FINER: What I can say is we have been quite clear that Iran is broadly complicit in what has transpired for exactly the reason that you indicated. For decades, Iran has provided financial support, has provided weapons, has provided training to Hamas, has helped built the entity that ended up crossing into Israel and wantonly killing Israeli civilians and military personnel over the last couple of days. So Iran is definitely in the picture of these events.

That said, neither we nor, apparently, the Israeli Defense Forces has any specific information about Iran's direct involvement in the last couple of days' attacks. I'll quote from the IDF - Israeli Defense Forces - spokesperson, who said, "Iran is a significant player, but we cannot say that it planned the operation or trained for it." We do not have any specific information at this time that suggests anything different from that. But this is something that we're going to continue to look at very closely.

INSKEEP: Meaning that Iran is not being viewed right now as a direct participant, a direct assailant or a direct attacker on Israel. Is that right?

FINER: What I'd say at this time is we cannot rule that out, but we have no specific information that suggests a direct role for Iran in the last couple of days' events, despite its broad complicity in building and equipping Hamas.

INSKEEP: Mr. Finer, in a moment, we're going to hear from a Palestinian voice, a Palestinian perspective. And I want to ask about this aspect of this. Israel has responded to these brutal attacks with airstrikes into Gaza. We can presume that more is to come, even if we don't know exactly what. Hundreds of people are dead there. And the Palestinian ambassador to the U.N., Riyad Mansour, said this about Israel's strikes.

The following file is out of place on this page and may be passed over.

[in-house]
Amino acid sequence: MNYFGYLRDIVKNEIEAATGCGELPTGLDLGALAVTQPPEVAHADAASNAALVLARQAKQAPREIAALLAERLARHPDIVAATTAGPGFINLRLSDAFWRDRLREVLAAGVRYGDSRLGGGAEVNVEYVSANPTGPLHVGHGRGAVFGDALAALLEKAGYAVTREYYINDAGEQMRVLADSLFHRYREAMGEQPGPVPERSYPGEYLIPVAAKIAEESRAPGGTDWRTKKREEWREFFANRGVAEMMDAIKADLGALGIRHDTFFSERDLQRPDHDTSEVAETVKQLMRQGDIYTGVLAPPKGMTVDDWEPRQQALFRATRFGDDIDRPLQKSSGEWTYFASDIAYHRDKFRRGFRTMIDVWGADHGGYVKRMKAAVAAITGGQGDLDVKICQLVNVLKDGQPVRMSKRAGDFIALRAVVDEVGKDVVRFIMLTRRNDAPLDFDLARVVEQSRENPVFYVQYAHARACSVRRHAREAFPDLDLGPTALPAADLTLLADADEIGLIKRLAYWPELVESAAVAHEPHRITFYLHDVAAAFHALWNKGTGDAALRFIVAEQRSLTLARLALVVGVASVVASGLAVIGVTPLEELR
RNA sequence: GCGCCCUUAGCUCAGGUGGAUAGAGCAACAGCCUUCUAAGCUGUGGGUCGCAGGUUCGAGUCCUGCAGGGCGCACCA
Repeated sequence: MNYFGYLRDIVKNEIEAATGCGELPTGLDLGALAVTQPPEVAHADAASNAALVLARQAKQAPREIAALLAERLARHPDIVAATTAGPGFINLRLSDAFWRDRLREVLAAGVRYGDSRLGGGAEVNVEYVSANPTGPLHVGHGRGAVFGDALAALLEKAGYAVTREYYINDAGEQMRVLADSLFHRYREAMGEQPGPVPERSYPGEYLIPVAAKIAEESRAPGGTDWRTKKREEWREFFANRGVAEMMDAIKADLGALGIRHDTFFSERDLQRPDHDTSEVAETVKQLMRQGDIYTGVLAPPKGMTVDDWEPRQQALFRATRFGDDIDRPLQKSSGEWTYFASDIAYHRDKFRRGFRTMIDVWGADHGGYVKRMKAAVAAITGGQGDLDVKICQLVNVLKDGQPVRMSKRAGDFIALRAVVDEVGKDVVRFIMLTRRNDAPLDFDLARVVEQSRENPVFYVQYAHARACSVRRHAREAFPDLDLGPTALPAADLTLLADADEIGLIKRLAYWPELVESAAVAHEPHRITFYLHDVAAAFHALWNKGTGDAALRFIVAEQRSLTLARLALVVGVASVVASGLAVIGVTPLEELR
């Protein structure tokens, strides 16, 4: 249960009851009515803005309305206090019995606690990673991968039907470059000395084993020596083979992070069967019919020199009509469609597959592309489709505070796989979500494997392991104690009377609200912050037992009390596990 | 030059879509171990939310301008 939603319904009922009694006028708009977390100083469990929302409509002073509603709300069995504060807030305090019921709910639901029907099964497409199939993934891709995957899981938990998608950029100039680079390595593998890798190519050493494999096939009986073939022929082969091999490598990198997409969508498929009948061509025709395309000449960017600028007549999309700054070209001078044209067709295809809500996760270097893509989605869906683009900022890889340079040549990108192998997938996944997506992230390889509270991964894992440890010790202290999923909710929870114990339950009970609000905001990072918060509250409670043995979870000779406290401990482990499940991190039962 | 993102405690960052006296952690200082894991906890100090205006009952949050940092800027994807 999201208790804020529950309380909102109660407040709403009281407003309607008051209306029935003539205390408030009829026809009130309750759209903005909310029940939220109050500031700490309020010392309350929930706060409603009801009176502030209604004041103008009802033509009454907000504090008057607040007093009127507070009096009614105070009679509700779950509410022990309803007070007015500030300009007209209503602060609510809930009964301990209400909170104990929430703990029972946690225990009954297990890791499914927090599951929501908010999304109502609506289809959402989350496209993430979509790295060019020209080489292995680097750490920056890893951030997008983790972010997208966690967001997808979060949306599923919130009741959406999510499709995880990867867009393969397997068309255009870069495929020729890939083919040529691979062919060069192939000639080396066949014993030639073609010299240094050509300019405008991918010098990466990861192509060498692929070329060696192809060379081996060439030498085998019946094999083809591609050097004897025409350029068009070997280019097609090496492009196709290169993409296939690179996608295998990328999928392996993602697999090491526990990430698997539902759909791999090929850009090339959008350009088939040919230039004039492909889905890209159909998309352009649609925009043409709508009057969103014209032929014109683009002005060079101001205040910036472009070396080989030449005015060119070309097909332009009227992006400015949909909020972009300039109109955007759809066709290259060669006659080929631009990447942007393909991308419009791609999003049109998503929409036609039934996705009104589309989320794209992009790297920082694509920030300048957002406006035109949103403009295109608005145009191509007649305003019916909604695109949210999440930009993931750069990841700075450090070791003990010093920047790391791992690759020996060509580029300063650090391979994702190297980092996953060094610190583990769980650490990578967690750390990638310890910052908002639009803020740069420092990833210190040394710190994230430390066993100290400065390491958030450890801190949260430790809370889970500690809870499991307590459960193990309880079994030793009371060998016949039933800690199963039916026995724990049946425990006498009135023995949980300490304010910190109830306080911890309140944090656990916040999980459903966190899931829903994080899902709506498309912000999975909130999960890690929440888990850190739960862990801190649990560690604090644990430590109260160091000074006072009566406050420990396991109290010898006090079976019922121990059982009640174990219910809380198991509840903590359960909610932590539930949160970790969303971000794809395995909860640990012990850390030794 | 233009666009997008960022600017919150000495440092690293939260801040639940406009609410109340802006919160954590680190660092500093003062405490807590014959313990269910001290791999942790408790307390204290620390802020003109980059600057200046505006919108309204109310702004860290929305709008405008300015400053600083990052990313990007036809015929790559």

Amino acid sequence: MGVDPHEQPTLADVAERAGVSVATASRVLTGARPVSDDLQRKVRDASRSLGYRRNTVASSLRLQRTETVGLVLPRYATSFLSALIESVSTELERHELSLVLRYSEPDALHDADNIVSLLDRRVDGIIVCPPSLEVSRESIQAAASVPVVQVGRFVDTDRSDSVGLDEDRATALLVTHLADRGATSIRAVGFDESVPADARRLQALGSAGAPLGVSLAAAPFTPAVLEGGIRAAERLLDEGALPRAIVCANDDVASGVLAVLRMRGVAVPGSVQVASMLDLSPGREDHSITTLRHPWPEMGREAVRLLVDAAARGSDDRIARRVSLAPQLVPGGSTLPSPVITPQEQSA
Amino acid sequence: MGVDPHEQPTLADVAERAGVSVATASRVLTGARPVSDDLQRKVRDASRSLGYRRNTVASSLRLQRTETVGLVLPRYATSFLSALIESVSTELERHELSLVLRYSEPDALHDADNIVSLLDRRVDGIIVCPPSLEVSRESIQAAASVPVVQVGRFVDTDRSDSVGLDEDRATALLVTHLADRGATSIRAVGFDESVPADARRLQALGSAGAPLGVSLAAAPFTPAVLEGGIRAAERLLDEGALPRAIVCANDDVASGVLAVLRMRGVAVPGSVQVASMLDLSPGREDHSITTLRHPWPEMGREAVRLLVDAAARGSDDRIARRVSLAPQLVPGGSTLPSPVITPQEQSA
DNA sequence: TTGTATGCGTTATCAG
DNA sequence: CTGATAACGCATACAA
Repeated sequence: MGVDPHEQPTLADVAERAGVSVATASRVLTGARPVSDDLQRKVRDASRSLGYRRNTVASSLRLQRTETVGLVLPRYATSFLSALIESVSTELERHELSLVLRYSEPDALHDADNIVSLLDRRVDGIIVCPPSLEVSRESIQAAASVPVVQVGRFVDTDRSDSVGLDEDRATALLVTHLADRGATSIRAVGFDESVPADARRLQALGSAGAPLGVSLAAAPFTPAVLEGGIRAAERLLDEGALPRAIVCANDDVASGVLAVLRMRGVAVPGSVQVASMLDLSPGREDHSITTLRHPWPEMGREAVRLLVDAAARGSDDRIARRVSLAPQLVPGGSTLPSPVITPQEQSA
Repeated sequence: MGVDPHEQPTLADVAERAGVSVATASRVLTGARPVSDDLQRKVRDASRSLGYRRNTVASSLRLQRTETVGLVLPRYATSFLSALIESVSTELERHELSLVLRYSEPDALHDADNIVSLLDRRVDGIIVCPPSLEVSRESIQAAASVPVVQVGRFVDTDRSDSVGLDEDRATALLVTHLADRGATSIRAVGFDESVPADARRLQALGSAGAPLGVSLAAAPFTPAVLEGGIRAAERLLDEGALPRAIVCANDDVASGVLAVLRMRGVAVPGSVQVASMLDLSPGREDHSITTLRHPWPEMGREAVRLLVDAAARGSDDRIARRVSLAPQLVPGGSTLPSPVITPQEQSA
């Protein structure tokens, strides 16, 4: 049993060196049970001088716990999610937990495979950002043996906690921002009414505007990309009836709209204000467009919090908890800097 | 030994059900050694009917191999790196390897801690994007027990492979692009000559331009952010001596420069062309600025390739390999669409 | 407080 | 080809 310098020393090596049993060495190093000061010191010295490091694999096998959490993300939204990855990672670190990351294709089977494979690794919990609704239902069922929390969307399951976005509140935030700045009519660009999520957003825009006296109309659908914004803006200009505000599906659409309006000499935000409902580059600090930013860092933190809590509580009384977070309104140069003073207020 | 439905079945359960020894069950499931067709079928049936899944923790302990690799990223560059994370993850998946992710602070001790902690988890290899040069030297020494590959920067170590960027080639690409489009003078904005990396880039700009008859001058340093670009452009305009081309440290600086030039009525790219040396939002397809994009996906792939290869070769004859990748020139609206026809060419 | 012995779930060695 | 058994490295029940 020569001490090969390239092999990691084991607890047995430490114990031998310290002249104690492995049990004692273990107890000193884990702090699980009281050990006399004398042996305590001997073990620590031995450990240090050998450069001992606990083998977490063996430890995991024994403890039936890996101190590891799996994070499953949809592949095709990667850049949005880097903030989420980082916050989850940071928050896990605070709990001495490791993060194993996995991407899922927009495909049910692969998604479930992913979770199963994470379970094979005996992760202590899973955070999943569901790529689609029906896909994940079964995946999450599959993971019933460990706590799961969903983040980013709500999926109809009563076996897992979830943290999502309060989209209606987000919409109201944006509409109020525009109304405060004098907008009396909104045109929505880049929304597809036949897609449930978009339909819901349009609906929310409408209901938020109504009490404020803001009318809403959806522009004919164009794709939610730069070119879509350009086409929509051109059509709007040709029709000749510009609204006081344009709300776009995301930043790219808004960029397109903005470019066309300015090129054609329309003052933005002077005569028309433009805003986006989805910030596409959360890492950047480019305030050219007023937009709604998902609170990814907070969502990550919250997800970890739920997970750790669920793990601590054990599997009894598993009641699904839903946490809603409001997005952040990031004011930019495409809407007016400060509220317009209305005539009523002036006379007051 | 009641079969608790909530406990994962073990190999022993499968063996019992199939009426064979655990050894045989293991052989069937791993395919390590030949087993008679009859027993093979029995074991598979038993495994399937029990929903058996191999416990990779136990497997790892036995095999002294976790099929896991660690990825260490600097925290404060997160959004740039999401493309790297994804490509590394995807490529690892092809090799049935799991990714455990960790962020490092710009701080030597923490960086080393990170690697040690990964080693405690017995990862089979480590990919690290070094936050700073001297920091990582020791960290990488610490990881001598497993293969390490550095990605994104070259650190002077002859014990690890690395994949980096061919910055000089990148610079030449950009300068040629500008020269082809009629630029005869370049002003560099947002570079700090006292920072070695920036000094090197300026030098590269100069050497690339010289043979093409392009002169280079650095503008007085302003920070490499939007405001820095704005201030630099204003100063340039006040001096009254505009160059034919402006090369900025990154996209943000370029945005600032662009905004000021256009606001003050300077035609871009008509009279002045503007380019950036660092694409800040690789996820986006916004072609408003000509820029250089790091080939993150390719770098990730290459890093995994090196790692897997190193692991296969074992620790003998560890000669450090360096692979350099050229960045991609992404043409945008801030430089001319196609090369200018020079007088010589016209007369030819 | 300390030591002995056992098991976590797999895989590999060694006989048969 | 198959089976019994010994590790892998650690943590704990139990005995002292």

RIYAD MANSOUR: You cannot say nothing justifies killing Israelis and then provide justification for killing Palestinians.

INSKEEP: So let me ask, as Israel responds to this attack, what responsibility does Israel have for civilians in Gaza?

FINER: What I would say, Steve, is that we in the United States, including in the United States governments, are grieving the heinous loss of life among Israeli civilians. And we'll grieve any loss of life among Palestinian civilians, and there has already been some as well. Innocents get caught up in these conflicts, and that is a tragic - maybe the most tragic part of them. But we also categorically reject any false equivalency between the incidental targeting of civilians unintentionally that happens in the course of conflict, all conflicts, and the deliberate killing and abduction of civilians by choice, which Hamas clearly perpetrated and was clearly part of, if not the primary goal, of the attacks that they conducted over the last couple of days. These are not the same thing.

INSKEEP: Understood. Jon Finer is the White House deputy national security adviser. Thanks for joining us once again.

FINER: Thanks again for having me. Transcript provided by NPR, Copyright NPR.